Suddenly, Wendy Akers pulled away, “I can’t do it, Dylan. I can’t. Not my baby!” She turned her back to the body, hugging herself in self-preservation and burying her face in a pile of tissues. Dylan Akers, known for his fortitude and inner strength, remained as close to stoic as one could in this situation. He rubbed his wife’s arms and shoulders from behind, not saying anything and letting her deal with the unprecedented situation in the only way she knew how. He knew he was going to have to be the strong one, for Wendy and for Caitlin. He fought the overwhelming urge to break down himself but knew he needed to get this over with and get away from the scene before he exploded. For a second, he thought he was on the job and was approaching a different murder scene, with a different victim and a different case. He wanted to believe this more than anything at this moment because that meant Caitlin would be at home playing music on her I-pod and dancing joyfully around the house like the carefree spirit she was growing up to be.
Durgenhoff leaned over the Chief and whispered, “We don’t need an identification from them, Chief. We ID’d her with the photographs they gave us and the memorial bracelet. They don’t have to do this if they don’t want to.”
“I know detective but he insisted and I’m not denying a father of that right.”
Durgenhoff took the reply as an order and stood still. The level of respect he held for the Chief elevated.
Dylan Akers continued to walk up and kneeled before the white sheet. He hid his puffy, watery eyes behind a dark pair of Ray-Ban’s. He took a deep breath, praying to God, that the little girl under the sheet was not his Caitlin. He gestured to the crime scene Tech who grabbed hold of one corner of the sheet. He wasn’t ready but given the circumstances, he knew he’d never, ever, be ready for this.
As the sheet moved back slowly, it revealed his only child, lying lifeless, yet looking as if she was sleeping after a long, full day at a theme park. He knelt down next to his daughter, tears streaming down both his cheeks from under the dark sunglasses. The emotions were an uncontrollable cascade of anger, fear, sorrow and bitter helplessness. He turned his head in the direction of the head crime scene tech but not looking directly at her.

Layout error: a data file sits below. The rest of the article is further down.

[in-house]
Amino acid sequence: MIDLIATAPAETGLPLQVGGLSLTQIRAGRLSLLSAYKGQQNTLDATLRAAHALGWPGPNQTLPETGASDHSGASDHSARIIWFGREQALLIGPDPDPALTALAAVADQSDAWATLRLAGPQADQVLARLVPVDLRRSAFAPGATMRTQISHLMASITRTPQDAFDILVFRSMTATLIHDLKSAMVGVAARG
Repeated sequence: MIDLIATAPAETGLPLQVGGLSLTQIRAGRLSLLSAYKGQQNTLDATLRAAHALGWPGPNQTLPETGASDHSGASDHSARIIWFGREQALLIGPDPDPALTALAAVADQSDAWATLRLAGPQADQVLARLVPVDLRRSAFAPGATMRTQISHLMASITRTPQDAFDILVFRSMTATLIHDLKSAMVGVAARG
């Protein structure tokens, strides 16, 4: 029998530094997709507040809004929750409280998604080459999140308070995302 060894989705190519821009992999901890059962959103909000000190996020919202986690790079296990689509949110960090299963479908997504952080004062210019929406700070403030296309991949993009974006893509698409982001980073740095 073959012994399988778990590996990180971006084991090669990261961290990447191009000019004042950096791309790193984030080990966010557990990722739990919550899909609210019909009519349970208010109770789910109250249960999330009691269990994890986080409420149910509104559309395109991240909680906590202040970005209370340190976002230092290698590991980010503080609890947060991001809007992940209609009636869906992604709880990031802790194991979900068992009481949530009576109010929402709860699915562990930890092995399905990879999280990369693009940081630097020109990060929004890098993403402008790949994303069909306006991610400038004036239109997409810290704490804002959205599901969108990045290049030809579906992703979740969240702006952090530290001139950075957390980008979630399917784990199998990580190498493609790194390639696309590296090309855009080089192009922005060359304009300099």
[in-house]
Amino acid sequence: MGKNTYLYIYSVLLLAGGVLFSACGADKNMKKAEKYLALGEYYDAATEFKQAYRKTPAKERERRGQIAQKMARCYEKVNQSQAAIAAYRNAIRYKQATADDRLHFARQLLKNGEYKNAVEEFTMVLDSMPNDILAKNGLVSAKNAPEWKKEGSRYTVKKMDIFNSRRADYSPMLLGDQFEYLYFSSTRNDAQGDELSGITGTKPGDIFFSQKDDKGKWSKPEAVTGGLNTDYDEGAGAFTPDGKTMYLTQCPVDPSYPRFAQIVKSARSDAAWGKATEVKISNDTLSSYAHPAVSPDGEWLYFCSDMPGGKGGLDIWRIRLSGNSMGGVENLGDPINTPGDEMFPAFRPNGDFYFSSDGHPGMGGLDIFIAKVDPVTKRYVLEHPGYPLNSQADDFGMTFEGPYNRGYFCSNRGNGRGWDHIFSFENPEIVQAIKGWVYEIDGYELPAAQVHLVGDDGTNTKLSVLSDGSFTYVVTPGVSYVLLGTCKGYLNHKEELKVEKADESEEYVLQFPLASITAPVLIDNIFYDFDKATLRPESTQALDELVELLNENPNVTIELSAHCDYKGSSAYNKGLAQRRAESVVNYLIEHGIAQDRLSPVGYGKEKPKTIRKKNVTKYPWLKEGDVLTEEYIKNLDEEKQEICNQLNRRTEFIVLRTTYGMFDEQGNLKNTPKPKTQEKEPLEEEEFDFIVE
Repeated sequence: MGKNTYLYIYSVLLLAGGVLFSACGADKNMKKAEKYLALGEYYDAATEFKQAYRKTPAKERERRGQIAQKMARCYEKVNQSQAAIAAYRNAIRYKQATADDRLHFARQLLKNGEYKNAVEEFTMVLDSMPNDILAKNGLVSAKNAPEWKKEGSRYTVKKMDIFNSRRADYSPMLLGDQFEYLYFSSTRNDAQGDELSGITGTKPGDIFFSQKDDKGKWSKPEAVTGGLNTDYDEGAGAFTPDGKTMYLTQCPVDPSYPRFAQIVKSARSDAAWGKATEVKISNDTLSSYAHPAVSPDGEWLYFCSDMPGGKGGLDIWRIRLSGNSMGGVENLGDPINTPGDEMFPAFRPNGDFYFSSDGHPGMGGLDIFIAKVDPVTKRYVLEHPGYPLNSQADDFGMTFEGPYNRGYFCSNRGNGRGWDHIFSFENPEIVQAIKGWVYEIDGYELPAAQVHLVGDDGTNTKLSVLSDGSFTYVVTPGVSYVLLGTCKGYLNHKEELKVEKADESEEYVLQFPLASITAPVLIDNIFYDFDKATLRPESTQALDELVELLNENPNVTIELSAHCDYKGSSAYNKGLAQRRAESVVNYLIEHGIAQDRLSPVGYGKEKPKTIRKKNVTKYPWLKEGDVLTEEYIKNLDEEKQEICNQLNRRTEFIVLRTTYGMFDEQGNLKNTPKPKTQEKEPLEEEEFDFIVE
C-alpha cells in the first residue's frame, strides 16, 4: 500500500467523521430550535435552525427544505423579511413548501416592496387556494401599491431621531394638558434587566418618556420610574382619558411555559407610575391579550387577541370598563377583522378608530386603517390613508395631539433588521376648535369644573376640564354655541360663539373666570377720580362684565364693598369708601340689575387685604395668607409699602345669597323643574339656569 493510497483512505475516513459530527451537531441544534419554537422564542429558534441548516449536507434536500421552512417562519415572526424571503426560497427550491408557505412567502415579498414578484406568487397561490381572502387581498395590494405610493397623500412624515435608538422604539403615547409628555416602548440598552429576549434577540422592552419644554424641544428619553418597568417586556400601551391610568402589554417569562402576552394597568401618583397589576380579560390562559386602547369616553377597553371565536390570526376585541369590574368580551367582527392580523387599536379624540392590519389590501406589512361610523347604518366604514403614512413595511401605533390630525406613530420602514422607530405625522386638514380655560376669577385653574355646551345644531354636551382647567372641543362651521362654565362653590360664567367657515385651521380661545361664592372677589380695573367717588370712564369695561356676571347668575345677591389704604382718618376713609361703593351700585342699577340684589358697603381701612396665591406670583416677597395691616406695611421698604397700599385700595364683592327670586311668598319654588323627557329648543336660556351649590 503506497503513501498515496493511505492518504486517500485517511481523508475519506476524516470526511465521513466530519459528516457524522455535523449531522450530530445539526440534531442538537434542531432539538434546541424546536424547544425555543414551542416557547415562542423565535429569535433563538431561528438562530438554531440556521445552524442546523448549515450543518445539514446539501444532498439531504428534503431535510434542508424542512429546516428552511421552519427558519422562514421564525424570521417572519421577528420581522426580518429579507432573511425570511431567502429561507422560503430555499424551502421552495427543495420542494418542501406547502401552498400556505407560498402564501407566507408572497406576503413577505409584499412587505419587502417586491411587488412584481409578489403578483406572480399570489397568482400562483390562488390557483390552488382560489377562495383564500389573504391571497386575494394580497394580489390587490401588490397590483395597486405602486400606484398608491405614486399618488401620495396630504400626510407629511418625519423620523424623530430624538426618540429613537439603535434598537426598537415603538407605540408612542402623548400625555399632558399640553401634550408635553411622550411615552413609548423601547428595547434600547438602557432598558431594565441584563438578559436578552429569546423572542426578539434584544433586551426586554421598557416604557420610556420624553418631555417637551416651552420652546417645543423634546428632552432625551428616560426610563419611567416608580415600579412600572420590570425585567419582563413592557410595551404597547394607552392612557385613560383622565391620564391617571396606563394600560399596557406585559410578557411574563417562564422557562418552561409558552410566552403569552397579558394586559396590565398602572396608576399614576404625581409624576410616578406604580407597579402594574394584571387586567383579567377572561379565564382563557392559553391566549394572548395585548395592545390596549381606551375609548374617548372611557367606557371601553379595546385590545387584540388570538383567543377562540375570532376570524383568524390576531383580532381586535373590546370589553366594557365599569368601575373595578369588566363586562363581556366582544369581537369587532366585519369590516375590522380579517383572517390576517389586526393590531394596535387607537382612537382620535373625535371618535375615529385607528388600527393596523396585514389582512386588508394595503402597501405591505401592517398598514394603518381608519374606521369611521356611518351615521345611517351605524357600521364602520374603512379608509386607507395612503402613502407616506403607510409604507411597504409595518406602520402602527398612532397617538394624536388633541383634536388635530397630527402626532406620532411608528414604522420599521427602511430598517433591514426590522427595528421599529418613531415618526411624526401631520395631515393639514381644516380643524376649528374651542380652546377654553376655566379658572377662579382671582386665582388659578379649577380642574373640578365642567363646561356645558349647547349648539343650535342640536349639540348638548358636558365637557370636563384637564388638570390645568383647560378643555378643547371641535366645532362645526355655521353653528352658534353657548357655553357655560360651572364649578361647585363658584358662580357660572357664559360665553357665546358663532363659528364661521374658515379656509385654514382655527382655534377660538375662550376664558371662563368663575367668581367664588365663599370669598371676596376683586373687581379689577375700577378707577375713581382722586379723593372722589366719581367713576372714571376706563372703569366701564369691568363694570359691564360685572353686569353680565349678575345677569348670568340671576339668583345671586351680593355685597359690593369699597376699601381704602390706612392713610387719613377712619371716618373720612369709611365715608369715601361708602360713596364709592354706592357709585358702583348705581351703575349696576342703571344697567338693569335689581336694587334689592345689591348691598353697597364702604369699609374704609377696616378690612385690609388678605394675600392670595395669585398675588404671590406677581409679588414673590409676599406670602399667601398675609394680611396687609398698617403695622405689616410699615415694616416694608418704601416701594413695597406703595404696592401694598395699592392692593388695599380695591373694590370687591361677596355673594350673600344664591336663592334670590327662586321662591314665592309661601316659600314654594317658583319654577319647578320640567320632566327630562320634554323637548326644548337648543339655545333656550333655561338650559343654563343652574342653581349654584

“You’re done collecting, taking pictures?”
“Yes, Lieutenant,” she said respectfully.
Dylan turned back to his daughter and reached out to touch her one last time. He grazed her little lifeless, body with his left hand and smoothed her soft, light brown hair back behind her ear, a habit he would happily perform when her hair fell in front of her face and she didn’t seem to notice. He leaned in closer to his daughter and removed his sunglasses and softly spoke to Caitlin and only to her.
The Forensic Tech was standing just out of earshot and couldn’t make out what he said to his daughter. She felt intrusive and embarrassed for even trying. She was thankful for the breeze that swept by blocking the grieving fathers words.
Dylan Akers ended the heart wrenching, yet beautiful moment, by standing up and walking directly back to his wife. He stopped briefly and leaned in to tell her that their child was dead. He spoke briefly to the Chief then continued towards the Tahoe without stopping or conversing with anyone else. Wendy Akers let out a primal cry and sank to her knees at knowing she would never see her daughter alive again.
The Chief of Police walked over the Det. Durgenhoff and motioned for the other detectives and officers to gather around. They all stepped up knowing that he was going to pass on whatever Akers had told him.
“Lt. Akers wants me to express his extreme appreciation for all that you’ve done and will continue to do for his family. He wants me to convey that he not only wants the perpetrators arrested but a solid case built to ensure a conviction. This not only happened to one of our own but in our community. Let’s make it so that little Caitlin is the only victim of this sick individual. Let’s go out, do our job and do it right.”
LOCAL OUTLETS: My Favorite Books, 1415 Timberlane Rd, TLH, Florida 32312; Southern Yellow Pines Publishing.
WHERE ELSE TO BUY IT: Amazon.com and Barnesandnobles.com.
CONTACT THE AUTHOR: Williammark649@gmail.com